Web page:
What do you think makes Yung Kee stand out against its competitors?  

I think it changes depending on the time period. A long time ago, goose used to be a very premium meat. My grandfather was a little crafty back then because he first went to work in a few different restaurants to learn the different techniques and recipes of roasting goose from si fus [culinary masters] around town. That was the basis of him developing his own secret recipe. We were lucky to have a lot of famous faces come in back in the ’60s, it even got to the point where visitors from overseas would come to Hong Kong just to try our roasted meats because we were on the list of Fortune Top 15 restaurants in the world.

Another aspect that makes us stand out is our use of charcoal roasting. That really gives our meats a different aroma and deeper flavour than, say, an electric or gas stove. We’ve consistently used the same method from back in the old days to keep up the authenticity of what we do. Preparation is so important, too! The humidity and heat in Hong Kong are really awful sometimes, which can make the skin of the meat too moist. With the renovations, we’ve completely upgraded all our equipment to tackle this. On top of that, we use high quality ingredients — always.  

Tell us more about the recent renovation.  

Next year will be the 80th anniversary of when we first opened our restaurant, so we decided this would be a good time to upgrade. We wanted to have a refresh, of course, but more importantly, we wanted to also preserve the heritage of the brand by incorporating the old with the new; turning the restaurant into a living museum to showcase our history and development over the years.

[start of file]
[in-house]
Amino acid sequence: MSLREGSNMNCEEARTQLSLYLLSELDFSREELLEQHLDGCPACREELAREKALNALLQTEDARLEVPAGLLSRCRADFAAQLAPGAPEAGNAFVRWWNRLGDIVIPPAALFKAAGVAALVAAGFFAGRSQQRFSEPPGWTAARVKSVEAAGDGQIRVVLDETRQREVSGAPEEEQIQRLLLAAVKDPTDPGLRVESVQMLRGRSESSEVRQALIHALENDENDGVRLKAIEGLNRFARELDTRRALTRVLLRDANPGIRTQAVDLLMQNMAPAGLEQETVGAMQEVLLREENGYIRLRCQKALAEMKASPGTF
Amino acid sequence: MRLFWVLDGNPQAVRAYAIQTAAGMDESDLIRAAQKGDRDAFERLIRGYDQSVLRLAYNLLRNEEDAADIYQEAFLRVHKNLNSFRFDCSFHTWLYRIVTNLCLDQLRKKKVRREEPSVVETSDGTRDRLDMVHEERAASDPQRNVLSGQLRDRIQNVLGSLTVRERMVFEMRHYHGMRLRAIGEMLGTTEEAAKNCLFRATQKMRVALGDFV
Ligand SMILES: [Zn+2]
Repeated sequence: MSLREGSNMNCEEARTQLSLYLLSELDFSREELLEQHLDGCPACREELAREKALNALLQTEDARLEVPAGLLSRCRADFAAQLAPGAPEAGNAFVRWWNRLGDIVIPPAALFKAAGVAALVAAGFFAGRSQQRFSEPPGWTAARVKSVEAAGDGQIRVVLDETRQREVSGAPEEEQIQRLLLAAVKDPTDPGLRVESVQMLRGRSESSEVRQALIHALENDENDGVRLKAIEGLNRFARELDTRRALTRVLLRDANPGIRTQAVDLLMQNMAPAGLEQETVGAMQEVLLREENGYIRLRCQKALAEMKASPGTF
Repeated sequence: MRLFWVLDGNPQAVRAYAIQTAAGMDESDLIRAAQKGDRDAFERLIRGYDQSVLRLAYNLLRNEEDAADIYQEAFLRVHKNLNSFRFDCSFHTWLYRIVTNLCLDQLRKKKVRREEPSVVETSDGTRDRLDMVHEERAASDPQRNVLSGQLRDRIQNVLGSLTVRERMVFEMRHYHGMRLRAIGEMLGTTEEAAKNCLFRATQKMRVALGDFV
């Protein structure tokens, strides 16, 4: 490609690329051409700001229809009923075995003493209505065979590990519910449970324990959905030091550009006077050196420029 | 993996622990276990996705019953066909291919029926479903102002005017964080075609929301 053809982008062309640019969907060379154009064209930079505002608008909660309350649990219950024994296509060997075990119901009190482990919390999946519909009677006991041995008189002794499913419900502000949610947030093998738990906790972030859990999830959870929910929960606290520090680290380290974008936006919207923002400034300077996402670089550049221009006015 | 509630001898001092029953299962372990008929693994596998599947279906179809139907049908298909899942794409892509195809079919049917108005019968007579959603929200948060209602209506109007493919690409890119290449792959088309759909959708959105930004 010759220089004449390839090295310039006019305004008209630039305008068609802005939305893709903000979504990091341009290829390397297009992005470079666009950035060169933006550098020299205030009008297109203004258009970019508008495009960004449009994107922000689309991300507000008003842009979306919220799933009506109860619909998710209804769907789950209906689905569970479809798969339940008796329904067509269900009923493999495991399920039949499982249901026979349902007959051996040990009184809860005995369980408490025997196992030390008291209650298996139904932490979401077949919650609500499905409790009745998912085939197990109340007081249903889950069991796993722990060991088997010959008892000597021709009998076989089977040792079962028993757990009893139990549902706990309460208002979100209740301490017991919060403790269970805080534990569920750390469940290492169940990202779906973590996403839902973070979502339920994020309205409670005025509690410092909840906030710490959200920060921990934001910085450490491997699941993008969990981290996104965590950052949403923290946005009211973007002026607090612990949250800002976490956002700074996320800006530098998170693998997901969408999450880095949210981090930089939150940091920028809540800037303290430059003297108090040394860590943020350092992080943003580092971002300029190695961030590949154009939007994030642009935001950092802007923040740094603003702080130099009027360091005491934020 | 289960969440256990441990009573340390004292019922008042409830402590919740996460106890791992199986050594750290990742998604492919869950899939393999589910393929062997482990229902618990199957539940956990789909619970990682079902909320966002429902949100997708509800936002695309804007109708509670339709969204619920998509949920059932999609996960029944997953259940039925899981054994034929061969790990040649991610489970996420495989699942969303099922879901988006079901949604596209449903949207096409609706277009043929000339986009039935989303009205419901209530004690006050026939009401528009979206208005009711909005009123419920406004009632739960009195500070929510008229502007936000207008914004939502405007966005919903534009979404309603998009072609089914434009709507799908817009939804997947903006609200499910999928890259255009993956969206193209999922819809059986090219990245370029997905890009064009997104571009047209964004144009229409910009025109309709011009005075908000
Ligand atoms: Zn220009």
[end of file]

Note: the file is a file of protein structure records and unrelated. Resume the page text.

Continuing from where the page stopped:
The bar / Yung Kee Restaurant

This floor [1/F] was a tricky one. We have quite a big space, but most patrons have only been to the ground floor. To draw the crowd up, we wanted to create a floor with a distinct character of its own, so our brief was to make this level reminiscent of a traditional tea house, but with inspiration from iconic Hong Kong films such as In the Mood for Love and The World of Suzie Wong. We wanted it to look classic, but, at the same time, engage the younger generations, which is why we also added a bar to this corner. The bubble signage there was dug up from our archives. You can see a photo of it in its original location downstairs.

We’ve kept a lot of the original elements of the restaurant. The floorboards, for example, took more than a month for us to decide to keep or not. A lot of them were cracked and could not be saved, but we kept as many as we could to try and preserve the DNA of the place. The staircase here is a feature that most people don’t consciously notice, but we’ve since learnt that it’s impossible to find a craftsman who can replicate the way it’s tiled anymore. Some of the pieces we’ve had to send to the team who did the restoration of the Imperial Palace to help. It was a full-blown mission, and it took longer than we expected, but I’m very pleased with how it turned out.  

Yung Kee Restaurant, 32-40 Wellington Street, Central, +852 2522 1624 

Third-gen Yvonne Kam on Yung Kee Restaurant’s legacy and HK$60 million revamp

Sandra Kwong

Features Editor

A perpetually hungry individual paired with an acute dirty martini obsession. You'll catch Sandra waltzing around town from gallery openings to various happy hours. Usually waxing lyrical about her 10-step skincare routine or her latest gadget. Currently missing: long ski runs in Hanazono.